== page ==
Boat Building Project
IMPORTANT: Please read the Terms and Conditions BEFORE using any material from this site
Warning: Assume that what I shall describe is a death trap and it is your look out if you go near the water in it but follow these words as a mind experiment at least.
DARK AGE BOATRequirements:
To be authentic in design and as authentic is construction and materials as is possible given money and skill restraints.
Like this Romano-British Effort
Build your own Roman-Celtic boat
As an interim and to get a thing that will float why not build a Romano-Celtic river craft? The nice thing is that as long as you keep it in proportion it can be any size you want, afford, can transport.
Simplest punt is this one the Charleston Bateau
The key to the "celtic" construction, as in the bateau, are planks heavily nailed to timbers and through them with the nail turned over and driven back in. Planks for sides are flush not overlapped. cross bottom timbers with separate timbers nailed to planks. Seams luted with linen thread or moss and beeswax or resinn(can be mixed) for authentic or modern sealant for efficiency. Hand forged nails perhaps.
Illustration in Osprey Late Roman Infantryman "Plate G Special Operations Rhine crossing"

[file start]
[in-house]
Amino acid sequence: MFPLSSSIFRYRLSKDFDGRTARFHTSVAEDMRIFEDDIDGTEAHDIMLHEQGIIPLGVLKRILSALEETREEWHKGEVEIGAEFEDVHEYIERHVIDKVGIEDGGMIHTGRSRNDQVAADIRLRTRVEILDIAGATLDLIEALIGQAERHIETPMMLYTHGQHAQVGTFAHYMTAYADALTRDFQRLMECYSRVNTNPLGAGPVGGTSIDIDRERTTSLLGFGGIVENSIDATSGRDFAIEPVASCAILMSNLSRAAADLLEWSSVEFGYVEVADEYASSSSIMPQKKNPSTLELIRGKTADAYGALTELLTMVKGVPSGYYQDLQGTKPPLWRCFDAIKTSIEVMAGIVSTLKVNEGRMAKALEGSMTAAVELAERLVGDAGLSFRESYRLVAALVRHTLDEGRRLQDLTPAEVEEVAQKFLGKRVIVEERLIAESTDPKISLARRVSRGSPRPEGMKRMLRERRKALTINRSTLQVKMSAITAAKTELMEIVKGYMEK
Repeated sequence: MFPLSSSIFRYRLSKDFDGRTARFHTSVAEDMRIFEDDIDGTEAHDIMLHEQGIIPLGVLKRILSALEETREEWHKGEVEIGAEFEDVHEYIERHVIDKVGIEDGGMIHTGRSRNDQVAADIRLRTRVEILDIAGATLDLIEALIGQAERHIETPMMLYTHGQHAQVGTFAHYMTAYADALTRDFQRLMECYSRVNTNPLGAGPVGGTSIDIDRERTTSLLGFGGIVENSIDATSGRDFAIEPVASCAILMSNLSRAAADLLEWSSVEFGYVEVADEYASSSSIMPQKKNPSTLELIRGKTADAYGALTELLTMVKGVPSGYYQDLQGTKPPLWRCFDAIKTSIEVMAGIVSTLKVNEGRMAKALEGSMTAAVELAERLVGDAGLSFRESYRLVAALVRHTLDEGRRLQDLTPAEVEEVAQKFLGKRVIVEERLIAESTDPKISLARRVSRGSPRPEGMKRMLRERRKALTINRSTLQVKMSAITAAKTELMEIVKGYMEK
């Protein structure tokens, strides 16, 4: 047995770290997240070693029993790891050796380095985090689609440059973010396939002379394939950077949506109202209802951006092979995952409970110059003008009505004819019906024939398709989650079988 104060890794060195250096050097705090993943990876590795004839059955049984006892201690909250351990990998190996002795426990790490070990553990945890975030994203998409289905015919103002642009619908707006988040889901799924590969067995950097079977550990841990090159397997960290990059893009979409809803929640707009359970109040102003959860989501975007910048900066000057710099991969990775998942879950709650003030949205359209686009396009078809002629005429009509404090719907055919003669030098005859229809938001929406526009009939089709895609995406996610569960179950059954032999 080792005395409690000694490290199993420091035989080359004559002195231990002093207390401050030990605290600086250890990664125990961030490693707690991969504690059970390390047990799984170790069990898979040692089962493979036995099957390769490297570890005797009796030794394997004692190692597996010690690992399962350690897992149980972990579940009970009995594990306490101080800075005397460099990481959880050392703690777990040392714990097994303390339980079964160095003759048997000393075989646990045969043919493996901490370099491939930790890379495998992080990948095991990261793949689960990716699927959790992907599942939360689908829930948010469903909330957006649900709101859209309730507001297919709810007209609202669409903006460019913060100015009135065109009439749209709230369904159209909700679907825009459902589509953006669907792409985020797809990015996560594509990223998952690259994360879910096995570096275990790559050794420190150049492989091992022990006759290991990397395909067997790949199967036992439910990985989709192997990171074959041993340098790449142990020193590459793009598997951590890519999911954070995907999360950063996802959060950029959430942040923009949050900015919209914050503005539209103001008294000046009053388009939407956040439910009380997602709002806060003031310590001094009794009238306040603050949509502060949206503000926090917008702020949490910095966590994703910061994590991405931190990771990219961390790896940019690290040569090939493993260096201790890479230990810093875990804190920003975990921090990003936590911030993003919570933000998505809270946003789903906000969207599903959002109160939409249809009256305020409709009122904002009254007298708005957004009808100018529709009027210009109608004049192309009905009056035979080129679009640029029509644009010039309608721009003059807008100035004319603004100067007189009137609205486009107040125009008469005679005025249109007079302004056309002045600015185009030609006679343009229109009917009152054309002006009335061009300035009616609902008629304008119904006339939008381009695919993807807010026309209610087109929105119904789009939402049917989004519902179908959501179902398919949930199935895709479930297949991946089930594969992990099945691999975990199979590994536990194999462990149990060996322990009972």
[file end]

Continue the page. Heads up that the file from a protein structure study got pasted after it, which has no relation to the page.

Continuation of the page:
CURRACHTo be built on the principles of the Boyne coracle but like a double-ended Navog in design. Covering could be of leather but economics suggest a textile covering sealed and waterproofed by a tree sourced tar or pitch. Though leather or hide is the material spoken of in the tales of old currachs there is a case for cloth.
Cloth was available in Dark Age Britain and Ireland and in large enough pieces to make sails. Certainly in the 19th Century they used flannel for coracles. The resulting boat would be about half the weight of a hide covered one and more easily covered.
Basketwork skin or cloth covered currach
Boyne Coracle model
FALMOUTH 350 YEARS. CHARTER CELEBRATION BOAT
I helped a little bit recently with the build of a copy of a 17th Century fishing and general purose boat built on currach lines for speed and economy. Overseeing the work was the designer and main boatbuilder Rory McPhee. Boat is due to be launched soon but in the meantime here this the nearly completed boat frame soon to be covered in canvas.